Indigenous peoples of course knew the value of this tree, carving holes into the soft bark to create reservoir-like structures, and the seeds, roots, stems, and bark have all been a source of food for people and animals alike long before white settlers arrived. The fibrous inner bark was used to make twine or rope and even woven together to make fishing nets.
The strange, spongy bark of a Queensland Bottle Tree.
Bottle tree seed-pods, Auburn River National Park. This is a close-relative, the Broad-leaved Bottle Tree (Brachychiton australis).
Seed-pods of Brachychiton australis. Photo courtesy Vanessa Ryan.
Deemed a ‘useful’ tree, bottle trees were often left by settlers when they were clearing land. Today, solitary specimens are often seen in fields. To me they are reminders of times not so long ago when vast areas of central Queensland were covered in scrub.
Near Proston, Central Queensland. A hill once covered in ‘softwood scrub’.
Farmlands and remnant bottle trees, Roma.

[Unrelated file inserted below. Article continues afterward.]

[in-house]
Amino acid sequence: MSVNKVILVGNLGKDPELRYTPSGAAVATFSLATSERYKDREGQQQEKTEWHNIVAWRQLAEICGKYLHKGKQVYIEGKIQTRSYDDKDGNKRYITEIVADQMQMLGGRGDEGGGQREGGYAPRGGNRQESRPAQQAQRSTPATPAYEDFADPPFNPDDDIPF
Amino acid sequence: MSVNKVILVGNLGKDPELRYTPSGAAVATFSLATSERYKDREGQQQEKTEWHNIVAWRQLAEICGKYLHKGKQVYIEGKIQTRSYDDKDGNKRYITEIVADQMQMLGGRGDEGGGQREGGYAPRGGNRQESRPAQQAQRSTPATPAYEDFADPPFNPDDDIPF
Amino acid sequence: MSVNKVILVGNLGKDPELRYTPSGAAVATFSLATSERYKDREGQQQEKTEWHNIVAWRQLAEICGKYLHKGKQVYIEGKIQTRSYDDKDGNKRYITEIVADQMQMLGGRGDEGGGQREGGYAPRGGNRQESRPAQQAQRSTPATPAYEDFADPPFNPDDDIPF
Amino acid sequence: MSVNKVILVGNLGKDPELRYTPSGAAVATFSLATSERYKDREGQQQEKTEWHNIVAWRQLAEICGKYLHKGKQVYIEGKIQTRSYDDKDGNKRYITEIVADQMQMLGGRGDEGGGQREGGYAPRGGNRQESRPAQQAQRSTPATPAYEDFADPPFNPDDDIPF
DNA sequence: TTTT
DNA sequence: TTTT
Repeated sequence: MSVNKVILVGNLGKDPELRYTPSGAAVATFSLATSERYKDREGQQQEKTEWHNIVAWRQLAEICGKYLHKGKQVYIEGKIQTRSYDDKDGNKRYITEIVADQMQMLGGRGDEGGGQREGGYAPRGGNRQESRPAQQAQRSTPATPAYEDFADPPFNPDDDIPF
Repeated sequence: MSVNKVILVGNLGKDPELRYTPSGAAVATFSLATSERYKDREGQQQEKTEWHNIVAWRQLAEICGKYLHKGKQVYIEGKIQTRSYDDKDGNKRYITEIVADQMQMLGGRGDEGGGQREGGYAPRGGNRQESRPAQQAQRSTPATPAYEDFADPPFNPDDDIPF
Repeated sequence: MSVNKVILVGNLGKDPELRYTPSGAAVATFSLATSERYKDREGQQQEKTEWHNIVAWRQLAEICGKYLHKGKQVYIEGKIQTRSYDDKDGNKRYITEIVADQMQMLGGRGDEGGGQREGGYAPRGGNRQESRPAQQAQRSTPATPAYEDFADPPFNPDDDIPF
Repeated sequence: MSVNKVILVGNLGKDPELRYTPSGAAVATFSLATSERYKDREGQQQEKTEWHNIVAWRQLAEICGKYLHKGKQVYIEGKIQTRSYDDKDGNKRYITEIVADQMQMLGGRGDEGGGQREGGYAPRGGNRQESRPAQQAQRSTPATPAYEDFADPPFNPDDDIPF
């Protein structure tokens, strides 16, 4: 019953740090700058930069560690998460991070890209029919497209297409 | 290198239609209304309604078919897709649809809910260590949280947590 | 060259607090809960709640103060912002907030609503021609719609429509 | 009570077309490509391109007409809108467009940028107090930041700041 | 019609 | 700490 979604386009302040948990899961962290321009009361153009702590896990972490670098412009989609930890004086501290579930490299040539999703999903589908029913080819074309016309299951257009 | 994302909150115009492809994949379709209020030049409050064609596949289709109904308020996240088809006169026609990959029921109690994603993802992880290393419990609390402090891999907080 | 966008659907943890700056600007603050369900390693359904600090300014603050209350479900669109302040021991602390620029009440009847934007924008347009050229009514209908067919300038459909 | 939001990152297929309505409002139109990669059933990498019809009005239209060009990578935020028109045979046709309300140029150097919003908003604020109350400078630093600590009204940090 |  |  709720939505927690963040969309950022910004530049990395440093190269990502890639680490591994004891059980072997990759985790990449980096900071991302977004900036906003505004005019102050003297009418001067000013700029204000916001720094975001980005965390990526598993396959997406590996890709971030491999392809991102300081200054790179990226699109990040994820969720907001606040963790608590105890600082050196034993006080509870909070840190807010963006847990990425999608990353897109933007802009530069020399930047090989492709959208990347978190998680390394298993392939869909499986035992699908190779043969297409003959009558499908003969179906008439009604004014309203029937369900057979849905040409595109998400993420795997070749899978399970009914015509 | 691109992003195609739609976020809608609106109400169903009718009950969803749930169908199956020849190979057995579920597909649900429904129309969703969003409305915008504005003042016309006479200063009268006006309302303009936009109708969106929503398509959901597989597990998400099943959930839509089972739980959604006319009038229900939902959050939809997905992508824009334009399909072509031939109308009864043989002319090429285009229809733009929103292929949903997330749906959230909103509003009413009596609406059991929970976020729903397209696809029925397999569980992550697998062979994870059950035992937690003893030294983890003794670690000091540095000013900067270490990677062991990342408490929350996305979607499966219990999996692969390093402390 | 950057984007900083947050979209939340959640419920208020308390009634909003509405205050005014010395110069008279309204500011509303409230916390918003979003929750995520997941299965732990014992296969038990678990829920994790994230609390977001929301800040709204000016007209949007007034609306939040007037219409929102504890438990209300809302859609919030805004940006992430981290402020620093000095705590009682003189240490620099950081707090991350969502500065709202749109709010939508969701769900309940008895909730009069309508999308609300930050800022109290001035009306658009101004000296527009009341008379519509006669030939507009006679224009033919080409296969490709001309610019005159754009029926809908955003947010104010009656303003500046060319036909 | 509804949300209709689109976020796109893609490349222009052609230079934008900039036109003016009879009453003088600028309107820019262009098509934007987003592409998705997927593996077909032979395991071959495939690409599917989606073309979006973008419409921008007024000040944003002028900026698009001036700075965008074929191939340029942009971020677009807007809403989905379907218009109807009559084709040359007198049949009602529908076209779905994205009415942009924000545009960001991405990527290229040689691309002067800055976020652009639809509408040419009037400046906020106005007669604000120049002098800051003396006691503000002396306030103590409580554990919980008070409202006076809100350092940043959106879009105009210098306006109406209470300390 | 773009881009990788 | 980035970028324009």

Roma, central Queensland.
In the brigalow-dominated landscape of the Queensland bio-region known as the Brigalow Belt, Queensland Bottle Trees were found within pockets of ‘softwood scrub’ — or ‘semi-evergreen vine thicket’, a type of scrubby, dry rainforest. These ecosystems show some of the characteristics associated with the wetter tropical type of rainforest but are less luxuriant, lacking species such as tree ferns, palms and epiphytes. They also have a reduced canopy height and are simpler in structure.
A Brachychiton stands out amongst the silver foliage of Brigalow (Acacia harpophylla). Arcadia Valley, central Queensland.
Queensland Bottle Trees are lit by the afternoon sun within remnant softwood scrub, Auburn River National Park.
Down at ground level within softwood scrub at Isla Gorge National Park (the trunk of a bottle tree is on the right). The technical term for these scrubs is ‘semi-evergreen vine thicket’.